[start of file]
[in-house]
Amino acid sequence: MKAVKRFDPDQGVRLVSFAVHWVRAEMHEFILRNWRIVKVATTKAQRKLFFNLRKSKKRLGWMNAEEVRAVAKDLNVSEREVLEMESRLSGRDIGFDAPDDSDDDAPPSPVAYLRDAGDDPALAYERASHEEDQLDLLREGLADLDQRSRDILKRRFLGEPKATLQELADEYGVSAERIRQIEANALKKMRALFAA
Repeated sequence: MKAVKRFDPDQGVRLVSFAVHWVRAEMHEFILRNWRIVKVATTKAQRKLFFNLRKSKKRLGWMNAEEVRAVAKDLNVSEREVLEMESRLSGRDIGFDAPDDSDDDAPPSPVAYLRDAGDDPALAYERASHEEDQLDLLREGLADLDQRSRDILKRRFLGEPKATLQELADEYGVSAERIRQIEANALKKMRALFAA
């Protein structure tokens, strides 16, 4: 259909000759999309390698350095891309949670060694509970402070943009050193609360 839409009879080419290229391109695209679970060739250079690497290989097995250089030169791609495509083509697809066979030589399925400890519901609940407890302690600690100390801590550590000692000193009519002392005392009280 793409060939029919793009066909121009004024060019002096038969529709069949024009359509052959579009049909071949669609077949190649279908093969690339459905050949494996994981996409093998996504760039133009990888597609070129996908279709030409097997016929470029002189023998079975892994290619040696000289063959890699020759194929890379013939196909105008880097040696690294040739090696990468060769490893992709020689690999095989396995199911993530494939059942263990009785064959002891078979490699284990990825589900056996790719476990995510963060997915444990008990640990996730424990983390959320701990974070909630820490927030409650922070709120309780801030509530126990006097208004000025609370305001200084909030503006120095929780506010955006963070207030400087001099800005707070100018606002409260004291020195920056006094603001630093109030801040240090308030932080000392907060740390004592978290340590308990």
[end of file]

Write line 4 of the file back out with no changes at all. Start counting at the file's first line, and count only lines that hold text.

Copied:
């Protein structure tokens, strides 16, 4: 259909000759999309390698350095891309949670060694509970402070943009050193609360 839409009879080419290229391109695209679970060739250079690497290989097995250089030169791609495509083509697809066979030589399925400890519901609940407890302690600690100390801590550590000692000193009519002392005392009280 793409060939029919793009066909121009004024060019002096038969529709069949024009359509052959579009049909071949669609077949190649279908093969690339459905050949494996994981996409093998996504760039133009990888597609070129996908279709030409097997016929470029002189023998079975892994290619040696000289063959890699020759194929890379013939196909105008880097040696690294040739090696990468060769490893992709020689690999095989396995199911993530494939059942263990009785064959002891078979490699284990990825589900056996790719476990995510963060997915444990008990640990996730424990983390959320701990974070909630820490927030409650922070709120309780801030509530126990006097208004000025609370305001200084909030503006120095929780506010955006963070207030400087001099800005707070100018606002409260004291020195920056006094603001630093109030801040240090308030932080000392907060740390004592978290340590308990």